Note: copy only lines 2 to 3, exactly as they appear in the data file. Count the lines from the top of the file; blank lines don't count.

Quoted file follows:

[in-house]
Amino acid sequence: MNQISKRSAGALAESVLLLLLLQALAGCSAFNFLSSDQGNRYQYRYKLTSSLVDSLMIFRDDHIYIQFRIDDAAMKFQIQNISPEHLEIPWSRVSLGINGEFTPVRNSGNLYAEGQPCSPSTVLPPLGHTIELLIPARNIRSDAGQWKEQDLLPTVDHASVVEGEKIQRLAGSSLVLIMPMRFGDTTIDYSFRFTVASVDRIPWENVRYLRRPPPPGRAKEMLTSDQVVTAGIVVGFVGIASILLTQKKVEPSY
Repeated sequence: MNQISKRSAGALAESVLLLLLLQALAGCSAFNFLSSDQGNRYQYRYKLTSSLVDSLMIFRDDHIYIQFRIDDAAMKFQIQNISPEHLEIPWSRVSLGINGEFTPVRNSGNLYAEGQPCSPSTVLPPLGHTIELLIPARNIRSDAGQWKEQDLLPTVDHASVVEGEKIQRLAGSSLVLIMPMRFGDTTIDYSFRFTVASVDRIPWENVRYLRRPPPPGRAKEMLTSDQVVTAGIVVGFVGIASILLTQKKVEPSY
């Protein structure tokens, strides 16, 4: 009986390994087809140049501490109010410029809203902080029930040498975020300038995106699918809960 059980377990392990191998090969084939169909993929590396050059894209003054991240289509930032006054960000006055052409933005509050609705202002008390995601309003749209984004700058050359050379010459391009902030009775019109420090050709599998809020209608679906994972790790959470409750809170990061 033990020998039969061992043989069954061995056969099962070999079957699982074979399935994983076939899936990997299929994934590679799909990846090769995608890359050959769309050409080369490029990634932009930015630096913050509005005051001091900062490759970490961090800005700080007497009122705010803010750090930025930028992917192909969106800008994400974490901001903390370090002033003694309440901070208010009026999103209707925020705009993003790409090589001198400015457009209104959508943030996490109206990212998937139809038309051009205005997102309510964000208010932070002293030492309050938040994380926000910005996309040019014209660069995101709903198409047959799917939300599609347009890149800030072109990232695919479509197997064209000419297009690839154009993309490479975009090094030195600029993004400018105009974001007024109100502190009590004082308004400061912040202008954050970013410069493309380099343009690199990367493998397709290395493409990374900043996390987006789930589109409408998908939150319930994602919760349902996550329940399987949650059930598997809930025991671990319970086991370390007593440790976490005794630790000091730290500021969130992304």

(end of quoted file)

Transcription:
Amino acid sequence: MNQISKRSAGALAESVLLLLLLQALAGCSAFNFLSSDQGNRYQYRYKLTSSLVDSLMIFRDDHIYIQFRIDDAAMKFQIQNISPEHLEIPWSRVSLGINGEFTPVRNSGNLYAEGQPCSPSTVLPPLGHTIELLIPARNIRSDAGQWKEQDLLPTVDHASVVEGEKIQRLAGSSLVLIMPMRFGDTTIDYSFRFTVASVDRIPWENVRYLRRPPPPGRAKEMLTSDQVVTAGIVVGFVGIASILLTQKKVEPSY
Repeated sequence: MNQISKRSAGALAESVLLLLLLQALAGCSAFNFLSSDQGNRYQYRYKLTSSLVDSLMIFRDDHIYIQFRIDDAAMKFQIQNISPEHLEIPWSRVSLGINGEFTPVRNSGNLYAEGQPCSPSTVLPPLGHTIELLIPARNIRSDAGQWKEQDLLPTVDHASVVEGEKIQRLAGSSLVLIMPMRFGDTTIDYSFRFTVASVDRIPWENVRYLRRPPPPGRAKEMLTSDQVVTAGIVVGFVGIASILLTQKKVEPSY